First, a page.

I realise that the spirituality of allotments is not a usual subject for the weekend gardening pages, but reading recently that GPs are being urged by the government to coax the nation off anti-depressants, it is maybe worth a line. For in a dissembling world, full of spin, stress, mis-selling, disinformation, and unrealistic targets, I believe it is the spiritual peace allotments provide that lies behind the joy allotmenteers so often feel.
Now readers may wonder why allotments could be more spiritually special than, say, ordinary gardens? Perhaps the reason is that plot-holders must travel to their allotments, and once there, can only stay for a while. Maybe it is this commitment, combined with limitations of time and distance, which provides the mechanism for observing nature closely. With such intensity of concentration mental space develops for deeper thoughts, and with it, the right conditions for spiritual growth - as necessary for health as any vitamins. With practice, if one believes in God, we might even hope for a little two-way conversation, if He feels like getting in touch.
Now this does not mean of course that allotmenteers float around in some sort of holier-than-thou reverie. Trust me, our language gets distinctly fruity when couch grass roots refuse to yield, or slugs, foxes and vandals do their worst. Yet this is a parallel moral universe where good and evil engage in constant, honest battle, and all of life is here. This week, for example, I am planting parsnips, that most delicious and underrated of vegetables. Sliding over my trowel comes the longest worm I have ever seen. Just watching him ooze away into the black earth has an extraordinary therapeutic beauty, and the moment fixes itself into my mind?s eye.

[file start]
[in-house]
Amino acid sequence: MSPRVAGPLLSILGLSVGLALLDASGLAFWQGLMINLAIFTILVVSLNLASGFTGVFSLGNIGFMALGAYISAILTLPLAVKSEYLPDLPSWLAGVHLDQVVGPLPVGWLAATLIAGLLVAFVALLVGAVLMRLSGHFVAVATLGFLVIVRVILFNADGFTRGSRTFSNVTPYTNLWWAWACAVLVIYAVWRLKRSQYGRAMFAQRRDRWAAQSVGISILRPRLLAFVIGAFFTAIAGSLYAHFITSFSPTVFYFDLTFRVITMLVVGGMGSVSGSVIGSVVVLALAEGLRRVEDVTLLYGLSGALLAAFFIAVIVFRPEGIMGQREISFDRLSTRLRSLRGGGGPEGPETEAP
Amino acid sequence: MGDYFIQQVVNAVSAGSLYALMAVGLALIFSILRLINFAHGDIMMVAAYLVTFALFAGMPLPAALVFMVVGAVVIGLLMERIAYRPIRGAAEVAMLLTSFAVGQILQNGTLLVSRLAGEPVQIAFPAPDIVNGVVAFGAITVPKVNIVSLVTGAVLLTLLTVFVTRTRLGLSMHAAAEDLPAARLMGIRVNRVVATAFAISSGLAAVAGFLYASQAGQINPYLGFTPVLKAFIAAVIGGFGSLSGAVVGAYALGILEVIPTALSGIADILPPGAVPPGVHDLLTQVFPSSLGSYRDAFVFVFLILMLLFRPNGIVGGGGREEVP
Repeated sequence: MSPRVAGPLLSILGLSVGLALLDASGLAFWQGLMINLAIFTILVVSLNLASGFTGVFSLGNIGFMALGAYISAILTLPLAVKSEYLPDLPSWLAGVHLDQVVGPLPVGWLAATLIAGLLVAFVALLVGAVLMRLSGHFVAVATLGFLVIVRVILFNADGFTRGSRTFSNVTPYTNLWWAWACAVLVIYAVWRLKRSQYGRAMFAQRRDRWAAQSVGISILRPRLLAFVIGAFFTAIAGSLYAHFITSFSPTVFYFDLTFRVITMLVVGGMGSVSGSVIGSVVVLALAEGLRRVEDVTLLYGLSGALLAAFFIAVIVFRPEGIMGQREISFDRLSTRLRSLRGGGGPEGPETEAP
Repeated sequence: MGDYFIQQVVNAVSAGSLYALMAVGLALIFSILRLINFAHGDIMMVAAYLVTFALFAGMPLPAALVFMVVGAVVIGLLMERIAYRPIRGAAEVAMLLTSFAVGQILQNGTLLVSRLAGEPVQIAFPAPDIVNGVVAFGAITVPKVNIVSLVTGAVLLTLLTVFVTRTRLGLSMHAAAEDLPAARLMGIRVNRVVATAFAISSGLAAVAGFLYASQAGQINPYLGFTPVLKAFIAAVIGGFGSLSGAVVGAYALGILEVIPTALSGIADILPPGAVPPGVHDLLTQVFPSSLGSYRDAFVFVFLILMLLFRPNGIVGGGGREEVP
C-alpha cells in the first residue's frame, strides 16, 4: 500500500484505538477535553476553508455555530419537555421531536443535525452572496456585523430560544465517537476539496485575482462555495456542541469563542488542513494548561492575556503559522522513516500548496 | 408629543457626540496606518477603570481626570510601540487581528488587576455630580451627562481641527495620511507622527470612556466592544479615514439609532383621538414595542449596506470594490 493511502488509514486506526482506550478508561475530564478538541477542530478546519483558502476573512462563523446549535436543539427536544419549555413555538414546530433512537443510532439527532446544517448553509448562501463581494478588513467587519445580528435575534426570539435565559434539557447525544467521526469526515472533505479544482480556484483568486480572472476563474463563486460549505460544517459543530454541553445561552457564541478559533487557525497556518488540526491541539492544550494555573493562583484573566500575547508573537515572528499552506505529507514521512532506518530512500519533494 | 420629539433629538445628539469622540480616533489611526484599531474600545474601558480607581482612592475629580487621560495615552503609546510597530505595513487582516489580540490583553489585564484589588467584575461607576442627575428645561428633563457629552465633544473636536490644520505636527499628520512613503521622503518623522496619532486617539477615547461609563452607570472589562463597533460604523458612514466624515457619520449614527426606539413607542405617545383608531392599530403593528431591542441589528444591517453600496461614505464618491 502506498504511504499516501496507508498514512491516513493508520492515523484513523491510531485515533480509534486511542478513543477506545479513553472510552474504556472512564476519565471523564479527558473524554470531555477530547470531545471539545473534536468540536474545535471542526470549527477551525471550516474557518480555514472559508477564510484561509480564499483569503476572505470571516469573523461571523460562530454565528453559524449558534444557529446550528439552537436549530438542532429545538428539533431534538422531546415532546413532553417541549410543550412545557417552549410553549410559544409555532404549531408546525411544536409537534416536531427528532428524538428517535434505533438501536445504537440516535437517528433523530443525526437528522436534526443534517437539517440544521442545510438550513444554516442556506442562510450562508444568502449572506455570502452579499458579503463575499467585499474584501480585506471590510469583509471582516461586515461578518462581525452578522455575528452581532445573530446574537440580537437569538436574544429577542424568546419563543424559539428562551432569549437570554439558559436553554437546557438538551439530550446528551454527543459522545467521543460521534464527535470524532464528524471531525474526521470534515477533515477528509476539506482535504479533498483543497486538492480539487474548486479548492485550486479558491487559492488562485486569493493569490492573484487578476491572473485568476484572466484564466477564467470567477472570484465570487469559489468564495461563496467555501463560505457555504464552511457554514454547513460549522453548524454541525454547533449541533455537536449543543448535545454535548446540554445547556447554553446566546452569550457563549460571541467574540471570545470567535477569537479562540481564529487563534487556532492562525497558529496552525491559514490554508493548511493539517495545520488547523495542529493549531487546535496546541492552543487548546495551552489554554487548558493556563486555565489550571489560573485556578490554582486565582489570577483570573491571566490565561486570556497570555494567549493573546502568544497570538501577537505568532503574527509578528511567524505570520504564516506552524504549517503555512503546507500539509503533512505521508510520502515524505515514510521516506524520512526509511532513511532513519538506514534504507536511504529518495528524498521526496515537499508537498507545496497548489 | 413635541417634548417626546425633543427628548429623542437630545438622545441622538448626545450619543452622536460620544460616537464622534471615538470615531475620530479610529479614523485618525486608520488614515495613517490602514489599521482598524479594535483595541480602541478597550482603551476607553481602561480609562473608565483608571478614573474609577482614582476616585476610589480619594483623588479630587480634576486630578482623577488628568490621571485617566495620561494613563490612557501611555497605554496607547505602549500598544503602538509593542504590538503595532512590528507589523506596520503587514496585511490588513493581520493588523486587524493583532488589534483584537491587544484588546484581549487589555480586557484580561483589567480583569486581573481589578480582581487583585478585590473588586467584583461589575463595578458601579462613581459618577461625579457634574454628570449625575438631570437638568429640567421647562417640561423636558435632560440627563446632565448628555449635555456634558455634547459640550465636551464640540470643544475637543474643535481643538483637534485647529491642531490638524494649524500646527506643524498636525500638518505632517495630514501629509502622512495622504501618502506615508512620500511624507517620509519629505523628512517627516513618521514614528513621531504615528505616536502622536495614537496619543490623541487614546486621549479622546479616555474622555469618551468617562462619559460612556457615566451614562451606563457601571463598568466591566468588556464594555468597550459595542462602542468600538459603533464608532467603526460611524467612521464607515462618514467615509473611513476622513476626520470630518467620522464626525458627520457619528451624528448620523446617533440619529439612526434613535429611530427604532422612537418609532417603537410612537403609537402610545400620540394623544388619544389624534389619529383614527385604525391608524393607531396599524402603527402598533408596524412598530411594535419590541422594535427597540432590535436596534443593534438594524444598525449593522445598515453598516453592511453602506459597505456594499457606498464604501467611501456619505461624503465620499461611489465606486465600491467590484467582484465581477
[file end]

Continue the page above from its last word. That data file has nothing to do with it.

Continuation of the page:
Unless one is retired, time for allotmenteering is short, slotted tightly between home and work. Hence the reason I opt for box beds - I can work half a bed in half an hour - I am also expert in keeping clean, so I can visit en route to the office. "Just where is my spiritual space?" I sometimes ask myself as, clock-watching desperately, I belt back to the main road.
Yet allotments? secret alchemy works when it chooses. In the small hours, when, like millions, I find myself wide awake, work worries piling up in a mental in-tray, suddenly into my mind may come the allotment - the beauty of that solitary worm, the smell of the air, the promise of those neatly spaced parsnip seeds. And I am instantly at peace. Love in action? Who knows? For it passes all understanding and all logic too.
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